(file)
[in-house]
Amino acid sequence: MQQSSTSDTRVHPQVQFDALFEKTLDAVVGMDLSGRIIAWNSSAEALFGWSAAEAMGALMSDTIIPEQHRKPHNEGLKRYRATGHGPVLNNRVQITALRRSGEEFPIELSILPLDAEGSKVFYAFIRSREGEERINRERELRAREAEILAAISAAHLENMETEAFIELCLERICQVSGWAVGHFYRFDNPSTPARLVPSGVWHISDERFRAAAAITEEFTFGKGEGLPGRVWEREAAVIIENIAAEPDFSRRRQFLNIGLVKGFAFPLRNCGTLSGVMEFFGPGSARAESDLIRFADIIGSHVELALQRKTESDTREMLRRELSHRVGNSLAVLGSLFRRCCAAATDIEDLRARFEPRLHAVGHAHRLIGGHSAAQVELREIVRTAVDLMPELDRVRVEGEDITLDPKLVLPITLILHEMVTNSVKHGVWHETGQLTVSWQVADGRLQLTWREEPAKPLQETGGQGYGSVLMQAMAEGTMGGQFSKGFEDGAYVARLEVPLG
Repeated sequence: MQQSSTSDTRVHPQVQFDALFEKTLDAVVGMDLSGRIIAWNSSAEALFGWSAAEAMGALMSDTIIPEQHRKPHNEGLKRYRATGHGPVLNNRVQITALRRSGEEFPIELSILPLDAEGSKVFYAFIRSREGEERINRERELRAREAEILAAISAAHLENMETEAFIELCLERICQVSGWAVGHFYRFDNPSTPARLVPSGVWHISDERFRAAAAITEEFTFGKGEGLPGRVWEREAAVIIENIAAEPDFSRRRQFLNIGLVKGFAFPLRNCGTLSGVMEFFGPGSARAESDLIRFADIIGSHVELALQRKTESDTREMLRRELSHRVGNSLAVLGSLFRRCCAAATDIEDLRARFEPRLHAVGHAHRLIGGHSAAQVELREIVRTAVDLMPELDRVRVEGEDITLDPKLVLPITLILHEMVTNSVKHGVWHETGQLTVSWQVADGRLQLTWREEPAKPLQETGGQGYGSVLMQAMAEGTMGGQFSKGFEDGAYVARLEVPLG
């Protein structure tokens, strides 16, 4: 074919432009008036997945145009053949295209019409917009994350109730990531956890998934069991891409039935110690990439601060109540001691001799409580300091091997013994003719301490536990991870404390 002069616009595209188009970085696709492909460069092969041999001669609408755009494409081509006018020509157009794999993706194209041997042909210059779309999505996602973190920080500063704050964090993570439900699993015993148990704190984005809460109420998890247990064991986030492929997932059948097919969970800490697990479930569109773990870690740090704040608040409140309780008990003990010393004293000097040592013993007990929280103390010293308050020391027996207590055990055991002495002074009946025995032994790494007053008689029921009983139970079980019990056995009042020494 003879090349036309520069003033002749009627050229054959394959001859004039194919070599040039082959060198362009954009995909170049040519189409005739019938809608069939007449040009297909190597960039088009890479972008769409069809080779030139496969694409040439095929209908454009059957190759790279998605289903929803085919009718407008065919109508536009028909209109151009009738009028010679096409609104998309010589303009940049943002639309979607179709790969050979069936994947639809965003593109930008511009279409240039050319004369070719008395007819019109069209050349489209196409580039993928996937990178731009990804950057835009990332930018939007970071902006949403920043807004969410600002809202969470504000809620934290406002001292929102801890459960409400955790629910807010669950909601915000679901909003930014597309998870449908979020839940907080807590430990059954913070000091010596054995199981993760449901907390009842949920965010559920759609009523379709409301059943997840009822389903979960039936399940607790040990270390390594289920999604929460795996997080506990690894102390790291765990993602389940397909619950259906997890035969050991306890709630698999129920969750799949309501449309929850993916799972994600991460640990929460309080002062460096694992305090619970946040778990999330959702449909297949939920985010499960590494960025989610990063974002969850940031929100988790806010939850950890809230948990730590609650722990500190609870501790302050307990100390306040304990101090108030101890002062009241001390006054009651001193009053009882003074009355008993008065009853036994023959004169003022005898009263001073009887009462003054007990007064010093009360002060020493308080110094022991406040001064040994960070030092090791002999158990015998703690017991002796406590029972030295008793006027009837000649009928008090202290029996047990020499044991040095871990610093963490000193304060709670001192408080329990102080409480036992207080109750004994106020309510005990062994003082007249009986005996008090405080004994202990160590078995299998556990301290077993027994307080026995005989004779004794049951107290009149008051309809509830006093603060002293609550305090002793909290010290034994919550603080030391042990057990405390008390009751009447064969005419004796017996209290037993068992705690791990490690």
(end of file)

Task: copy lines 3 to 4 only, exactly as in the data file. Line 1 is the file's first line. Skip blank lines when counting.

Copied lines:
Repeated sequence: MQQSSTSDTRVHPQVQFDALFEKTLDAVVGMDLSGRIIAWNSSAEALFGWSAAEAMGALMSDTIIPEQHRKPHNEGLKRYRATGHGPVLNNRVQITALRRSGEEFPIELSILPLDAEGSKVFYAFIRSREGEERINRERELRAREAEILAAISAAHLENMETEAFIELCLERICQVSGWAVGHFYRFDNPSTPARLVPSGVWHISDERFRAAAAITEEFTFGKGEGLPGRVWEREAAVIIENIAAEPDFSRRRQFLNIGLVKGFAFPLRNCGTLSGVMEFFGPGSARAESDLIRFADIIGSHVELALQRKTESDTREMLRRELSHRVGNSLAVLGSLFRRCCAAATDIEDLRARFEPRLHAVGHAHRLIGGHSAAQVELREIVRTAVDLMPELDRVRVEGEDITLDPKLVLPITLILHEMVTNSVKHGVWHETGQLTVSWQVADGRLQLTWREEPAKPLQETGGQGYGSVLMQAMAEGTMGGQFSKGFEDGAYVARLEVPLG
């Protein structure tokens, strides 16, 4: 074919432009008036997945145009053949295209019409917009994350109730990531956890998934069991891409039935110690990439601060109540001691001799409580300091091997013994003719301490536990991870404390 002069616009595209188009970085696709492909460069092969041999001669609408755009494409081509006018020509157009794999993706194209041997042909210059779309999505996602973190920080500063704050964090993570439900699993015993148990704190984005809460109420998890247990064991986030492929997932059948097919969970800490697990479930569109773990870690740090704040608040409140309780008990003990010393004293000097040592013993007990929280103390010293308050020391027996207590055990055991002495002074009946025995032994790494007053008689029921009983139970079980019990056995009042020494 003879090349036309520069003033002749009627050229054959394959001859004039194919070599040039082959060198362009954009995909170049040519189409005739019938809608069939007449040009297909190597960039088009890479972008769409069809080779030139496969694409040439095929209908454009059957190759790279998605289903929803085919009718407008065919109508536009028909209109151009009738009028010679096409609104998309010589303009940049943002639309979607179709790969050979069936994947639809965003593109930008511009279409240039050319004369070719008395007819019109069209050349489209196409580039993928996937990178731009990804950057835009990332930018939007970071902006949403920043807004969410600002809202969470504000809620934290406002001292929102801890459960409400955790629910807010669950909601915000679901909003930014597309998870449908979020839940907080807590430990059954913070000091010596054995199981993760449901907390009842949920965010559920759609009523379709409301059943997840009822389903979960039936399940607790040990270390390594289920999604929460795996997080506990690894102390790291765990993602389940397909619950259906997890035969050991306890709630698999129920969750799949309501449309929850993916799972994600991460640990929460309080002062460096694992305090619970946040778990999330959702449909297949939920985010499960590494960025989610990063974002969850940031929100988790806010939850950890809230948990730590609650722990500190609870501790302050307990100390306040304990101090108030101890002062009241001390006054009651001193009053009882003074009355008993008065009853036994023959004169003022005898009263001073009887009462003054007990007064010093009360002060020493308080110094022991406040001064040994960070030092090791002999158990015998703690017991002796406590029972030295008793006027009837000649009928008090202290029996047990020499044991040095871990610093963490000193304060709670001192408080329990102080409480036992207080109750004994106020309510005990062994003082007249009986005996008090405080004994202990160590078995299998556990301290077993027994307080026995005989004779004794049951107290009149008051309809509830006093603060002293609550305090002793909290010290034994919550603080030391042990057990405390008390009751009447064969005419004796017996209290037993068992705690791990490690």